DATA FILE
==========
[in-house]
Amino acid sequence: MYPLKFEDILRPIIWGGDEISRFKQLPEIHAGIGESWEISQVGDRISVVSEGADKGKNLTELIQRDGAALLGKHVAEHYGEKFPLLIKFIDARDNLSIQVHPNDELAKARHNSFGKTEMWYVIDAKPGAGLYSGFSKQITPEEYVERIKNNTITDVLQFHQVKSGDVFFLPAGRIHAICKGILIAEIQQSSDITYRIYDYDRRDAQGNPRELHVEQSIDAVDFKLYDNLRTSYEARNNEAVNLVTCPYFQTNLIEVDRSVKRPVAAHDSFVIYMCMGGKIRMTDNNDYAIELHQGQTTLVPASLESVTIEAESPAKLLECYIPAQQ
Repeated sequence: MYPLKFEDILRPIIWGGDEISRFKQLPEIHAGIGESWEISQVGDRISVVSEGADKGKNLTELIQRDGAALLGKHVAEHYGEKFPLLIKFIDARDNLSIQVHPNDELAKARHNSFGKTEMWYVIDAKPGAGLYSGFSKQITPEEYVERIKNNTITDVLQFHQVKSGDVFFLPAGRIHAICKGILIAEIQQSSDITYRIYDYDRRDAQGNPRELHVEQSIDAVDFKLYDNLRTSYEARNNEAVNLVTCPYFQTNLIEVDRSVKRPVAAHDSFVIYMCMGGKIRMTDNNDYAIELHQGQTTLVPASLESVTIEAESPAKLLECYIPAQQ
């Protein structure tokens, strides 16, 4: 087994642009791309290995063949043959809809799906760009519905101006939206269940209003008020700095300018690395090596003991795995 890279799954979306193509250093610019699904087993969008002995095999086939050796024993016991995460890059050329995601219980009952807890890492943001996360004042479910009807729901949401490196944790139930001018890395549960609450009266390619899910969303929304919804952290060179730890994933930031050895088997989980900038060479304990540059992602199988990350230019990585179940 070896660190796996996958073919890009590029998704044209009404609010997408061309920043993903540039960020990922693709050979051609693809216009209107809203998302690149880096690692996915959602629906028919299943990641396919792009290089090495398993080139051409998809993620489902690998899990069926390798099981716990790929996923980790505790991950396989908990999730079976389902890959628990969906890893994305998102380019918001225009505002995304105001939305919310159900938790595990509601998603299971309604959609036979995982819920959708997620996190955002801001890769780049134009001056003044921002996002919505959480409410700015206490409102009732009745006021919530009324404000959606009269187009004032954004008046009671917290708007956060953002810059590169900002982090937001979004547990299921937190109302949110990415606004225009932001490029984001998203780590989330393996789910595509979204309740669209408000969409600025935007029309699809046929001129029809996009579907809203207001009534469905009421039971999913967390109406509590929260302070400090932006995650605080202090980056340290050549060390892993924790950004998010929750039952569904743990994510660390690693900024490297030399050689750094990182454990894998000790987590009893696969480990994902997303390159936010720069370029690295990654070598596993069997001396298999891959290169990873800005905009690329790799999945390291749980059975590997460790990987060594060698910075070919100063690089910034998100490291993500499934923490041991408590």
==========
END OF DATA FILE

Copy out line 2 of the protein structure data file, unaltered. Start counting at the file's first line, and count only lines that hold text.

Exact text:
Amino acid sequence: MYPLKFEDILRPIIWGGDEISRFKQLPEIHAGIGESWEISQVGDRISVVSEGADKGKNLTELIQRDGAALLGKHVAEHYGEKFPLLIKFIDARDNLSIQVHPNDELAKARHNSFGKTEMWYVIDAKPGAGLYSGFSKQITPEEYVERIKNNTITDVLQFHQVKSGDVFFLPAGRIHAICKGILIAEIQQSSDITYRIYDYDRRDAQGNPRELHVEQSIDAVDFKLYDNLRTSYEARNNEAVNLVTCPYFQTNLIEVDRSVKRPVAAHDSFVIYMCMGGKIRMTDNNDYAIELHQGQTTLVPASLESVTIEAESPAKLLECYIPAQQ